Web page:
September 9, 1983 for the construction of a "co-generation power plant" at its Lockhaven, PA mill. The contract was for the installation of new equipment and the upgrading of existing Boilers Nos. 1 and No. 2 for production of steam at higher pressure and temperatures.
C. T. Main Construction, Inc. subcontracted the upgrading of the boiler to the original manufacturer of the boilers, Riley Stoker, Inc. This work included, as pertinent to this case, the alteration of the superheater elements of the boilers. These are steel tubes located inside the boiler which are exposed to the gas and fire of the boiler and served to superheat the steam passing through them. The specifications called for a design to allow a temperature of 770 degrees at a pressure of 650 p.s.i.g. According to the Complaint, the project was completed and went into production in October 1984.
In May of 1985, Hammermill began to experience difficulties from ruptures of the superheater tubes in Boiler No. 2. Seven of the tubes in Boiler No. 2 ruptured in the next seven months, and had to be repaired. Boiler No. 1 also required repairs. Plaintiff claims damages, both direct for replacement, and consequential including production losses, additional production costs, loss of revenue, and legal and engineering costs.
Plaintiff has sued on causes of action of strict tort liability, negligence and breach of implied warranties.
Plaintiff sued C. T. Main Construction, Inc., the contractor; The C. T. Main Corporation, its parent company; Riley Stoker Corp. and its parent company, Ashland Technology, Inc., now called ATEC, Inc.
Defendants Riley Stoker Corp. and C. T. Main Construction, Inc. have moved for Judgment on the Pleadings, or in the alternative, for Partial Summary judgment. Because evidentiary materials have been filed in support of the motion, the court will determine the matter under F.R.Civ.P. 56.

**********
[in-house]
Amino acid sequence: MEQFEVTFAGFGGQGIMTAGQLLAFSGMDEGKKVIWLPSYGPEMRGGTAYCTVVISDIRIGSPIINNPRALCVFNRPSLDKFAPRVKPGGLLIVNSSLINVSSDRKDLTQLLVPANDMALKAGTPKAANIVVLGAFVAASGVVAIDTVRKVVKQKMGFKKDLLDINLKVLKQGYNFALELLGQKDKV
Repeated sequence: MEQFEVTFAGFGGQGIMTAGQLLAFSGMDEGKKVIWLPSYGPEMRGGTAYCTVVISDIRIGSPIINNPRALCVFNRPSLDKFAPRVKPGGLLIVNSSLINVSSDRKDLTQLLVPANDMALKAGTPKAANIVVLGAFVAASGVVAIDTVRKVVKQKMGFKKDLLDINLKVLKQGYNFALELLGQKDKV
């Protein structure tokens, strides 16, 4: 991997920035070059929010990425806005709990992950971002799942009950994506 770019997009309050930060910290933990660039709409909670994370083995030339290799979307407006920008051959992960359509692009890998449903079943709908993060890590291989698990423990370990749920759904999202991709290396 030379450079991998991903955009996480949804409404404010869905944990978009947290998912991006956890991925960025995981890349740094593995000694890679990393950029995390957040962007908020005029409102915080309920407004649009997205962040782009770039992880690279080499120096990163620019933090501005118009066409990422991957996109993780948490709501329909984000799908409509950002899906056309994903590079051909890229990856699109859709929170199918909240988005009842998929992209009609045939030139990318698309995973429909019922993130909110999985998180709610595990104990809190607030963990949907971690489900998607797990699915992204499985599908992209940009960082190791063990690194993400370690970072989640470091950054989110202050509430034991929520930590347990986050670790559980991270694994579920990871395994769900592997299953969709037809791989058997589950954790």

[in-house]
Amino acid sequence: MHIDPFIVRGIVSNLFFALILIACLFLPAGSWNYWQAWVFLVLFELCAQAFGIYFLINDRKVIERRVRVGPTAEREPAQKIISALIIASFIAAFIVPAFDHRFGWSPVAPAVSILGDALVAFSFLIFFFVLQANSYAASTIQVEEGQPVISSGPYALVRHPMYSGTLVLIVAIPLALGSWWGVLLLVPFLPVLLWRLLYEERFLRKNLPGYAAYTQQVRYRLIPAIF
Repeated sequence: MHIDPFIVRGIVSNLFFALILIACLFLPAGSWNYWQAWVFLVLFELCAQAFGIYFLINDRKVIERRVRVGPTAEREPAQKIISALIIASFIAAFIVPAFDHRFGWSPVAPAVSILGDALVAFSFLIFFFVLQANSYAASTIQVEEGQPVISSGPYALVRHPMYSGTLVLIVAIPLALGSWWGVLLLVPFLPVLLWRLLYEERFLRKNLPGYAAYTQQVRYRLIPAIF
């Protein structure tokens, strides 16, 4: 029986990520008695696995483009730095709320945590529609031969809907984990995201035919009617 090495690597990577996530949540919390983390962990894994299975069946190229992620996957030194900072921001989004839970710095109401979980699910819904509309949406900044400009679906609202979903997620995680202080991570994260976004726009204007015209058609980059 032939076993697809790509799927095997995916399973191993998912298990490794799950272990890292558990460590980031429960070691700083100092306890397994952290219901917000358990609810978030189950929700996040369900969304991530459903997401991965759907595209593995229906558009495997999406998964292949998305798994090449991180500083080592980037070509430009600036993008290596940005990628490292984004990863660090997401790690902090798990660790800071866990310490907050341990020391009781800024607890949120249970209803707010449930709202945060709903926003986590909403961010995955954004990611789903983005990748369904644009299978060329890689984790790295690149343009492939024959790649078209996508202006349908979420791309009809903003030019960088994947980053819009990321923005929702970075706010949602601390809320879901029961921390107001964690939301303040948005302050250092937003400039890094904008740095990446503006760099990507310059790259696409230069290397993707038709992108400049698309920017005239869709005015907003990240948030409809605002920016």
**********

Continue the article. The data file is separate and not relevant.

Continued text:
Movants allege that this case is concerned solely with economic loss for which no cause of action exists under theories of negligence or strict liability because no injuries to persons or property resulted from the failure of the boiler. Defendants also move for partial summary on the limitation of warranties and recoverable damages for breach of warranty if a breach is established.
We will consider each part of the motion separately. The matter has been fully briefed and supported by evidentiary material. There appears to be no genuine issue of material fact and the matter is ripe for summary judgment.
The Tort Claims
This is a diversity action and Pennsylvania law applies to the tort claims.
Since the adoption of the rule of strict liability imposed on manufacturers and sellers by Sec. 402A Restatement (2nd) of Torts by the Pennsylvania Supreme Court in Webb v. Zern, 422 Pa. 424, 220 A.2d 853 (1966), the rule has undergone judicial construction to define the nature of the harm caused by the defective product. A distinction was drawn between those cases resulting in physical injury to persons and damage to other property as distinguished from economic loss from the deterioration of the product itself. The states have divided in their interpretation of the Restatement Rule as applied to the property itself.
In New Jersey, it was held that the unexpected deterioration of carpeting gave rise to strict liability, Santor v. A & M Karagheusian, Inc., 44 N.J. 52, 207 A.2d 305(1935).